Still, except for the empathy I felt for the Armenian Americans with whom I grew up in Northern New Jersey, I harbored no strong feelings about whether my neighbors’ grandparents were or were not the victims of genocide. Nor did the scholarly debate especially interest me. Then, I started researching the World War I chapter of my book. Then I entered the archives.

From countless files, the testimonies cried out. Reports from U.S. consul generals in the area, letters from American and British missionaries, and the memoirs of Henry Morgenthau, Washington’s ambassador to Istanbul, and members of his staff—all described in nightmarish detail the systematic execution of hundreds of thousands of Armenian civilians. They were dismembered, crucified, incinerated in their own churches, herded into the Black Sea and drowned, and marched to death in the Syria desert. “Beating and starvation, branding with hot irons, stabbing in the face, burning of hair and beards,” were, according to evangelist Henry Riggs, only some of the tortures inflicted on the Armenians. Witnessing these horrors drove some of the correspondents to near-madness. A deeply depressed Morgenthau resigned. No historian—no human being—could read these agonizing accounts and not be persuaded that Turkey’s leaders in 1915 had embarked on an expressed policy of what Morgenthau termed “race extermination.”

My book, consequently, treated the Armenian genocide as a given and dwelt instead on the individual American reactions—and the lack of their government’s response—to the atrocities. Naively, perhaps, I assumed that the question of whether or not the Turks sought to ethnically cleanse their empire of Armenians had long been resolved. That is, until I received the phone call from the representative of that otherwise uncontroversial American Jewish organization. The academic debate over genocide, I realized, had been supplanted by its geopolitics.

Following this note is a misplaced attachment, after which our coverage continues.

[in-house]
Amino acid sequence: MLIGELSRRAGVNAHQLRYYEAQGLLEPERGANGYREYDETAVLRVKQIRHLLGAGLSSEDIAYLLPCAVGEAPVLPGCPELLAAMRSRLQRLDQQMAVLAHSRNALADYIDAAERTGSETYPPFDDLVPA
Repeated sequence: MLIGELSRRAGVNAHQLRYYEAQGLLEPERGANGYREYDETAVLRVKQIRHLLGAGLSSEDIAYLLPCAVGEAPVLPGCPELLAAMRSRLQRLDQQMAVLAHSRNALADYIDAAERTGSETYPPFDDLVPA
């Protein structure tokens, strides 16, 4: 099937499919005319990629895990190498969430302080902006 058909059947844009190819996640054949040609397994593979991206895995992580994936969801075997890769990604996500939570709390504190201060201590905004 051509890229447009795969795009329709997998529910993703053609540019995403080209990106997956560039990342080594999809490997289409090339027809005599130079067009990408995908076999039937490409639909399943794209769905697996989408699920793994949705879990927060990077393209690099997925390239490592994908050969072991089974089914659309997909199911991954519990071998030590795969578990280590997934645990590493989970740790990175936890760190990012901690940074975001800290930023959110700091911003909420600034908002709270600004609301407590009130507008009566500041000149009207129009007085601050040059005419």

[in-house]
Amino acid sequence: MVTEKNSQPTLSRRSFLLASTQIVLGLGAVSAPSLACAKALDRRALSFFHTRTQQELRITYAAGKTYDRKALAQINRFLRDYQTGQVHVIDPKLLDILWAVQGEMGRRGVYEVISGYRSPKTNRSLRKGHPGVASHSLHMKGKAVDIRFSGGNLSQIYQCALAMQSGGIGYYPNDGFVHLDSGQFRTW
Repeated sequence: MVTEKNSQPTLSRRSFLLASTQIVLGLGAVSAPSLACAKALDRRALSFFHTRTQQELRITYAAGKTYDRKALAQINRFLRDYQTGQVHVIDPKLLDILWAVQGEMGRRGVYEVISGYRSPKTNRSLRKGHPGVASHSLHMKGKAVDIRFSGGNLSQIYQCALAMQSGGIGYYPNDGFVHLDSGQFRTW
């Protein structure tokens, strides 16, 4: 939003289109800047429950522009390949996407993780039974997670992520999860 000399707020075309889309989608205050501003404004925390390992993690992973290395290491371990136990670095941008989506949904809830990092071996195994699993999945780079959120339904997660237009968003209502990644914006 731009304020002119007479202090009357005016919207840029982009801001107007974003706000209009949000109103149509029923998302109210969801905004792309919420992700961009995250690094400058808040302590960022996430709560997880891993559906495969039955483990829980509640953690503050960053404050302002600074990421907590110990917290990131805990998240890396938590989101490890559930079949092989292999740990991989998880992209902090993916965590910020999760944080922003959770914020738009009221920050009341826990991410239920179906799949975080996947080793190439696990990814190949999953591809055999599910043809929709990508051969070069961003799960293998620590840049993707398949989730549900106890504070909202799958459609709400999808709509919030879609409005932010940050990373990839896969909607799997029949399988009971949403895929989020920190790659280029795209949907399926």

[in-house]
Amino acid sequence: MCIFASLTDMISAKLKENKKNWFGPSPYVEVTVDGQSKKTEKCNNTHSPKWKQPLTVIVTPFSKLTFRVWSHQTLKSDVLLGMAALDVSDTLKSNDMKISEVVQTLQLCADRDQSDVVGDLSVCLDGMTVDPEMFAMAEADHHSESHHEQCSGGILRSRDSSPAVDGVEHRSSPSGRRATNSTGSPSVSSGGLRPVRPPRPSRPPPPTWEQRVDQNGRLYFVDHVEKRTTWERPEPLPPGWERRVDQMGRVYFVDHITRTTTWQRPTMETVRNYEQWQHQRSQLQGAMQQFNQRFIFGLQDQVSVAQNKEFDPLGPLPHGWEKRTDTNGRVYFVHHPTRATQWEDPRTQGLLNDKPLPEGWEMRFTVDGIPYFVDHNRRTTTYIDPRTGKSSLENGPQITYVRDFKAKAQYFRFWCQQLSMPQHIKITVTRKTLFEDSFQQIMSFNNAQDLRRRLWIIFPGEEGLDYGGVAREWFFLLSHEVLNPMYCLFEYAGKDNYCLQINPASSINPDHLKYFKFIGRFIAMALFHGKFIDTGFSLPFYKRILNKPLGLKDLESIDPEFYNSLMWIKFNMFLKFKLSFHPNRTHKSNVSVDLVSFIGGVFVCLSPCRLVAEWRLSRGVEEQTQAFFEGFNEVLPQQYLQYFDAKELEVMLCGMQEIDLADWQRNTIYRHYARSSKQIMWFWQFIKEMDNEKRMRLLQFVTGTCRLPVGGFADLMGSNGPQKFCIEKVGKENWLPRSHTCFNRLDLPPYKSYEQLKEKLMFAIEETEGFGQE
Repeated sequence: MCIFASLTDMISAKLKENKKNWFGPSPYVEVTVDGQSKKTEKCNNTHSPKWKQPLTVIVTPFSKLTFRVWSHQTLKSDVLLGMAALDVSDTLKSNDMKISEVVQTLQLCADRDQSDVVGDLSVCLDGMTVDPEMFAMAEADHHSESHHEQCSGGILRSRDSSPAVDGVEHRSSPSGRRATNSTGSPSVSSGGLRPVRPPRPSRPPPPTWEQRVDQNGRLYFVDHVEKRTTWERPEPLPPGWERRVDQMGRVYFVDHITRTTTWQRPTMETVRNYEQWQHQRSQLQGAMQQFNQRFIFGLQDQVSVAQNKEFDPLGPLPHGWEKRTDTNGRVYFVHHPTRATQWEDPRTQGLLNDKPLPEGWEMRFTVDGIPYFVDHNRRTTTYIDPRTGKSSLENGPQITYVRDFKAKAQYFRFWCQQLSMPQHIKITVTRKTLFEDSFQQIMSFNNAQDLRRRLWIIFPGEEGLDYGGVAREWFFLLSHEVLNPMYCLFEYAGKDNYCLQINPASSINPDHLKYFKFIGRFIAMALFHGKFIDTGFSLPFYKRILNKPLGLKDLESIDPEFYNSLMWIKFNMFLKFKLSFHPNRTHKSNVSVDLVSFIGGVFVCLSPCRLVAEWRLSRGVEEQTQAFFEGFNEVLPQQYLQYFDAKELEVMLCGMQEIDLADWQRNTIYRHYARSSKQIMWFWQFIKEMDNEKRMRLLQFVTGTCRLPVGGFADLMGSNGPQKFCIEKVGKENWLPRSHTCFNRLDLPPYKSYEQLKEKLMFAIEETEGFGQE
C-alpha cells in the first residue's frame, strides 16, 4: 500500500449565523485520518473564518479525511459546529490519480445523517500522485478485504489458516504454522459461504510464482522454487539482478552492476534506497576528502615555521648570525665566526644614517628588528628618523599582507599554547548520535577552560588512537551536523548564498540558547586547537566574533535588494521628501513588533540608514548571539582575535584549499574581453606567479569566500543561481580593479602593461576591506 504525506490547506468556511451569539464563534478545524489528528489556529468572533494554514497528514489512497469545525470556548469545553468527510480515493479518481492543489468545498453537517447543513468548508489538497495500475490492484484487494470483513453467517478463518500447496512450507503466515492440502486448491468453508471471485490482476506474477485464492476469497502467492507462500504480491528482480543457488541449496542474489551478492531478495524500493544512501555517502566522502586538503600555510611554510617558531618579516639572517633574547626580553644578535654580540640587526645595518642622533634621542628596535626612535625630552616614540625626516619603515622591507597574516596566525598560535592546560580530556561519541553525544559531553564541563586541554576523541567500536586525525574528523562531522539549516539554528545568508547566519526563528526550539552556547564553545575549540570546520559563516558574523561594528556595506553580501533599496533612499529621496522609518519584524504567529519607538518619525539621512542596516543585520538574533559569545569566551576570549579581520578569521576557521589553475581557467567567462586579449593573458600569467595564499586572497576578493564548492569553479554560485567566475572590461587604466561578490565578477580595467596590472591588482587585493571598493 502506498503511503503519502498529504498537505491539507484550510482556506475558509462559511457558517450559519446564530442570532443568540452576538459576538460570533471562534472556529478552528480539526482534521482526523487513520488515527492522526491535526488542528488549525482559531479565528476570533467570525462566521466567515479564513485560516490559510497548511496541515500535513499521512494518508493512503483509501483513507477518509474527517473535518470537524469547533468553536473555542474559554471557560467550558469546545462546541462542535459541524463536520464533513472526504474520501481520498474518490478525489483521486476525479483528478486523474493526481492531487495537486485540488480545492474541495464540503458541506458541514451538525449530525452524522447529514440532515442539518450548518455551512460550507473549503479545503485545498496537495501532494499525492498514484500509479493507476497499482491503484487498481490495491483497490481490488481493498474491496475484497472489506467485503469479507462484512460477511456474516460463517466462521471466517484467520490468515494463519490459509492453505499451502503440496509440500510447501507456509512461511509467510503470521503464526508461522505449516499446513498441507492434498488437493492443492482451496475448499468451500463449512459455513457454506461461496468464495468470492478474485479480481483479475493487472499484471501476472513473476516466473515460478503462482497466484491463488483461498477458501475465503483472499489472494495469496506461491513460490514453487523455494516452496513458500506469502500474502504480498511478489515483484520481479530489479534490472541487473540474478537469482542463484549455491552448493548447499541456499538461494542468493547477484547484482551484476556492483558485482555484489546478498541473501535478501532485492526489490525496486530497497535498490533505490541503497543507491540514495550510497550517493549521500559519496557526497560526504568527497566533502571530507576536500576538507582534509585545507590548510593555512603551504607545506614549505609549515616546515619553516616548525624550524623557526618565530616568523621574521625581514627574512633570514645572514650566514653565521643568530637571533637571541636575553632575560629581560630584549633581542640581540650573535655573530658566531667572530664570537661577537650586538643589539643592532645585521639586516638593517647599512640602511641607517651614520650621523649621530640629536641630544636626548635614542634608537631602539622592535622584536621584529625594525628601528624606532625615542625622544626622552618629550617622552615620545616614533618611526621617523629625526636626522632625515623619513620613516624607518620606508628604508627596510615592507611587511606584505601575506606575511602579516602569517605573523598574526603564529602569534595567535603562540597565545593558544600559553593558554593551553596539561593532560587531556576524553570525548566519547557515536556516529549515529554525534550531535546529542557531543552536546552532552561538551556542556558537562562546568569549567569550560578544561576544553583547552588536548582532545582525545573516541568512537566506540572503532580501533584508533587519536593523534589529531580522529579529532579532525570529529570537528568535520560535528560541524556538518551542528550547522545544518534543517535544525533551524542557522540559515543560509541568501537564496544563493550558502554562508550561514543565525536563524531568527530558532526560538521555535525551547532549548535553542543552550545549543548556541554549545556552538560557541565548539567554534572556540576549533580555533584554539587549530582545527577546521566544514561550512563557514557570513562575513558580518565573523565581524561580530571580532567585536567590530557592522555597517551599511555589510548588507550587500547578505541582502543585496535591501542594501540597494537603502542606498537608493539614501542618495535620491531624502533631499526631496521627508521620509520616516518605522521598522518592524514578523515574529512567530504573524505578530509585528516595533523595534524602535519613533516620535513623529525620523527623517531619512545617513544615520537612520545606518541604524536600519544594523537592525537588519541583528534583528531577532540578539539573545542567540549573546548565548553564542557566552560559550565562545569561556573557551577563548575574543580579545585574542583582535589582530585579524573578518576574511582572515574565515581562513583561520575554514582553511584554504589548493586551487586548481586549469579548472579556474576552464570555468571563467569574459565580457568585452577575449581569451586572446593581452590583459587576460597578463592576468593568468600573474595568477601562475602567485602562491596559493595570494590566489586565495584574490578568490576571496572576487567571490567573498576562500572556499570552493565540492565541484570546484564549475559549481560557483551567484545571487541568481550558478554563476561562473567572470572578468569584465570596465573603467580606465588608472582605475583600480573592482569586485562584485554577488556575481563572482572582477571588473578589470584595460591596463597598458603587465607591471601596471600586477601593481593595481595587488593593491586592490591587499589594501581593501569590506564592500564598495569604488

At stake was the West’s relationship with Turkey. Successive Turkish leaders, civilian and military, long regarded the genocide charge as close to an existential threat, the vitiation of everything Turkish. The Ankara government has funded research and even established a museum exhibition to refute the historical record. Yet, what began as a national obsession quickly escalated into a diplomatic and military dispute in 1990, when Armenia declared independence from the Soviet Union. Turkey recognized the republic but, due to border disagreements, never exchanged ambassadors with it. Two years later, another post-Soviet state, Azerbaijan, bitterly warred with Armenia over Nagorno-Karabakh, a 1,700 square mile enclave located inside Azerbaijan but overwhelmingly populated by Armenians. Allying with the Azeris, the Turks closed their border with Armenia. Peace talks, brokered by the Organization for Security and Co-operation in Europe, began in 1994 but failed to achieve a resolution. Blockaded to the west and the east, the republic naturally turned north and south—to Russia and Iran. From a question of historical memory, the Armenia genocide was suddenly caught up in a geopolitical maelstrom.